How has the practice of inventory management performed over the past decade?
One way to take a look is through the overall inventory-to-sales ratio, a metric tracked both for the overall US economy and for a variety of specific industry sectors by the US Census Bureau. As the name implies, it looks at aggregate level of inventories being held by businesses versus the level of sales.
Below, you will find a 10-year look at the ratio, as published in the this month when the January numbers were announced.
Source: Census Bureau
For several decades, the trend in this ratio overall has been down, down, down, and that can be seen over this most recent 10-year period, during which the metric has fallen from about 1.40 to 1.25 - actually, an impressive level of improvement.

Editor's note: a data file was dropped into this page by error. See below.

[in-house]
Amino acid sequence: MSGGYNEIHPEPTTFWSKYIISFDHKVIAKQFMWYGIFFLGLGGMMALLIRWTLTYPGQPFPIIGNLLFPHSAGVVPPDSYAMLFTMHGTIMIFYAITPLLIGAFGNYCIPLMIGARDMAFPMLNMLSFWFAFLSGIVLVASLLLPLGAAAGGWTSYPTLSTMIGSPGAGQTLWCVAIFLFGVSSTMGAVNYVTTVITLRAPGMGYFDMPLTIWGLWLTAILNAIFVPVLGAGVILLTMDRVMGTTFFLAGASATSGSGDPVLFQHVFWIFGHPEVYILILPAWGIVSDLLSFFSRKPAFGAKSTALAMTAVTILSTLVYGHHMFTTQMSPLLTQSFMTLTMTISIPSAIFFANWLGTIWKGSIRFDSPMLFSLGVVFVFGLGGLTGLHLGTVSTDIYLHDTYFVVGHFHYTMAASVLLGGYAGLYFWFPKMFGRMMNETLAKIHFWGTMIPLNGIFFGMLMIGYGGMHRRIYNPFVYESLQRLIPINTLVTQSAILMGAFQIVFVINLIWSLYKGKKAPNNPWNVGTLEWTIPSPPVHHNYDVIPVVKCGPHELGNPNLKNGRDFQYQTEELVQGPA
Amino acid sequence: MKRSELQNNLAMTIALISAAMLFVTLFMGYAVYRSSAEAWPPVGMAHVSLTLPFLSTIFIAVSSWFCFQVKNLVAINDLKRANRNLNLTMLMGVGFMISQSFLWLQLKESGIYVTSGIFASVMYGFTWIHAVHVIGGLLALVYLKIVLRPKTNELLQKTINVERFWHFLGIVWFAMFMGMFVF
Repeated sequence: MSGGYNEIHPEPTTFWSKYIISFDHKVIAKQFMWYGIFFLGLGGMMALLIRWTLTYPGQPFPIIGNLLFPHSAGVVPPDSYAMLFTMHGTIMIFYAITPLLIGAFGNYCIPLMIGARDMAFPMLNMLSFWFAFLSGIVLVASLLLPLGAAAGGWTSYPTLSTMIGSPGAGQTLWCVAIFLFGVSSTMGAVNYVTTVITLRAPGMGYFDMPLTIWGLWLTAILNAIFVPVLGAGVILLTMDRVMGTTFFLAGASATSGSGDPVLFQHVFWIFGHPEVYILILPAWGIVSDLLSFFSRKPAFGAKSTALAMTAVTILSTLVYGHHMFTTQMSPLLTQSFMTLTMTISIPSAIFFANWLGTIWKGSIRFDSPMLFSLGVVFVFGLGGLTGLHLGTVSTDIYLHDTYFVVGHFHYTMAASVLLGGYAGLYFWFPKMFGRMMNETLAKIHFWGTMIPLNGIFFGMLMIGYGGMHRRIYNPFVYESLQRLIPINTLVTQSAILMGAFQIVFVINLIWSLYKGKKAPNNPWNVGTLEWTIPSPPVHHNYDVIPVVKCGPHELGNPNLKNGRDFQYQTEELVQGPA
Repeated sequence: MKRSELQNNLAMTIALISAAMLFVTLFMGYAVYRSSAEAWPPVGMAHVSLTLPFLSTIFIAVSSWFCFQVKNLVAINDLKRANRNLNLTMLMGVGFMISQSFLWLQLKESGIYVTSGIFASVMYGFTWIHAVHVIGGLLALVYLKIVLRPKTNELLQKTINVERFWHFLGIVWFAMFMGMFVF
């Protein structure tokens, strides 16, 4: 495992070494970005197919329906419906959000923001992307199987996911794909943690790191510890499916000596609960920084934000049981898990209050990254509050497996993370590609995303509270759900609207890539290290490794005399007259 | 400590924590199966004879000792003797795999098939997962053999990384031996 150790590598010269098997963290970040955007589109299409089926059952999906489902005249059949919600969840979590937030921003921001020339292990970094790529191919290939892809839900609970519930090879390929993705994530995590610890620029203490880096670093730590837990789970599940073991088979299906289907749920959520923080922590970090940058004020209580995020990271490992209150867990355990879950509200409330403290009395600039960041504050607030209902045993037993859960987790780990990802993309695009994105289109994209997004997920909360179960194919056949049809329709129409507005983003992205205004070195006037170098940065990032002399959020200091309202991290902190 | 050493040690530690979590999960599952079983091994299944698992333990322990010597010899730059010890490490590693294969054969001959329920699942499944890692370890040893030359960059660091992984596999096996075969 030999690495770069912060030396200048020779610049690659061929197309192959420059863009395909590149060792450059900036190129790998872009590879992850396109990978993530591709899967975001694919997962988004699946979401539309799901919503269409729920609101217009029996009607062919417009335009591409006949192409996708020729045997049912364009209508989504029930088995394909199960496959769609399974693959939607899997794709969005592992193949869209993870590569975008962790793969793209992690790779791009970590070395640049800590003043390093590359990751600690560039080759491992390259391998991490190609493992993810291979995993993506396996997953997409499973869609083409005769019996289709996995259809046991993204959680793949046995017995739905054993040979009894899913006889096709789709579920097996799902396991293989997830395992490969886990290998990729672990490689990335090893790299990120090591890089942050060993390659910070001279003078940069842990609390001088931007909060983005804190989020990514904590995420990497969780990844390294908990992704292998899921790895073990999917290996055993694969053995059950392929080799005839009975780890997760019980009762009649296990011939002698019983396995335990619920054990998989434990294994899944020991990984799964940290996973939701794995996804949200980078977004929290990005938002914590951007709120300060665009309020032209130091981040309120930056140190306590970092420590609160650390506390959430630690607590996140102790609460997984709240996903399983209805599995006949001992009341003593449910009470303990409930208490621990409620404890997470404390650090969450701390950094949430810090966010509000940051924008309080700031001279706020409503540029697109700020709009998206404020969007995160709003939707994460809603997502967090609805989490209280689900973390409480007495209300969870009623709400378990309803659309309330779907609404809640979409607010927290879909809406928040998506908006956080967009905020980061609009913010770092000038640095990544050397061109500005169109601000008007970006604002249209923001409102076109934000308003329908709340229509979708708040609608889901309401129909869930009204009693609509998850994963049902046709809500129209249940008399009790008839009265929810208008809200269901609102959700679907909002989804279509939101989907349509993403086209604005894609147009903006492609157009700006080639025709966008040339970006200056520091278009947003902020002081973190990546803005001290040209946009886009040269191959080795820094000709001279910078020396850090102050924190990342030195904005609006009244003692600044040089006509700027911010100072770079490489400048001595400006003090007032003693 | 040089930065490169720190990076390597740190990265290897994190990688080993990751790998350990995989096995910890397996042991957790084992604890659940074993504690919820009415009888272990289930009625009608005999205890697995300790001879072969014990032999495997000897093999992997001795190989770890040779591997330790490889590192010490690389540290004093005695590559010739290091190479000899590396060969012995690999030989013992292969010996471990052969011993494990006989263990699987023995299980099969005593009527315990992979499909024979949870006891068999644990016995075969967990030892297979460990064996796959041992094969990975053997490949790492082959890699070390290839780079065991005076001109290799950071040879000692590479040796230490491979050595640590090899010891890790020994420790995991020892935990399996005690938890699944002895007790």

We reached 1.25 or close to its several times earlier in the decade, such as at the end of 2005 and then again in mid-2008, right befire the financial crisis and recession - which causes inventory levels to soar as the supply side couldn't react in time to the drop in demand.
How low can we go? We'e not sure, but are reasonably confident 1.25 is not the floor.
Have a comment? Send it at the Feedback button below.